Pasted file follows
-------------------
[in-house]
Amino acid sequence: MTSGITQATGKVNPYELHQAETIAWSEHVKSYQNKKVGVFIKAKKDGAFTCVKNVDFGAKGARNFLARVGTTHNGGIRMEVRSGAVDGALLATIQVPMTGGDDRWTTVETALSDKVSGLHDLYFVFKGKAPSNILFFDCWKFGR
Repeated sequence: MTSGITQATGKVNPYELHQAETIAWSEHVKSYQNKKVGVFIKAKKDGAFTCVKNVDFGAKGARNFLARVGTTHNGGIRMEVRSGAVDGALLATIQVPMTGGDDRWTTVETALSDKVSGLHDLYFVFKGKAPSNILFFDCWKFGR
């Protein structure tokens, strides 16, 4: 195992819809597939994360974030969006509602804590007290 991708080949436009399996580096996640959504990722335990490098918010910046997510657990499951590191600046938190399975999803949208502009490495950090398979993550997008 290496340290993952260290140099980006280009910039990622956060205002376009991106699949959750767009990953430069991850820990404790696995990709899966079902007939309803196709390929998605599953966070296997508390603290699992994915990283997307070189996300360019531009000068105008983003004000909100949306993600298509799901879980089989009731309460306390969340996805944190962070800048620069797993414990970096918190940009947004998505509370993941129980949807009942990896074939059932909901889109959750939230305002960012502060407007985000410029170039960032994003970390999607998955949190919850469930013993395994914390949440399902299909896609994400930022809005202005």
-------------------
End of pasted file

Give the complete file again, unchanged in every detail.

[in-house]
Amino acid sequence: MTSGITQATGKVNPYELHQAETIAWSEHVKSYQNKKVGVFIKAKKDGAFTCVKNVDFGAKGARNFLARVGTTHNGGIRMEVRSGAVDGALLATIQVPMTGGDDRWTTVETALSDKVSGLHDLYFVFKGKAPSNILFFDCWKFGR
Repeated sequence: MTSGITQATGKVNPYELHQAETIAWSEHVKSYQNKKVGVFIKAKKDGAFTCVKNVDFGAKGARNFLARVGTTHNGGIRMEVRSGAVDGALLATIQVPMTGGDDRWTTVETALSDKVSGLHDLYFVFKGKAPSNILFFDCWKFGR
């Protein structure tokens, strides 16, 4: 195992819809597939994360974030969006509602804590007290 991708080949436009399996580096996640959504990722335990490098918010910046997510657990499951590191600046938190399975999803949208502009490495950090398979993550997008 290496340290993952260290140099980006280009910039990622956060205002376009991106699949959750767009990953430069991850820990404790696995990709899966079902007939309803196709390929998605599953966070296997508390603290699992994915990283997307070189996300360019531009000068105008983003004000909100949306993600298509799901879980089989009731309460306390969340996805944190962070800048620069797993414990970096918190940009947004998505509370993941129980949807009942990896074939059932909901889109959750939230305002960012502060407007985000410029170039960032994003970390999607998955949190919850469930013993395994914390949440399902299909896609994400930022809005202005």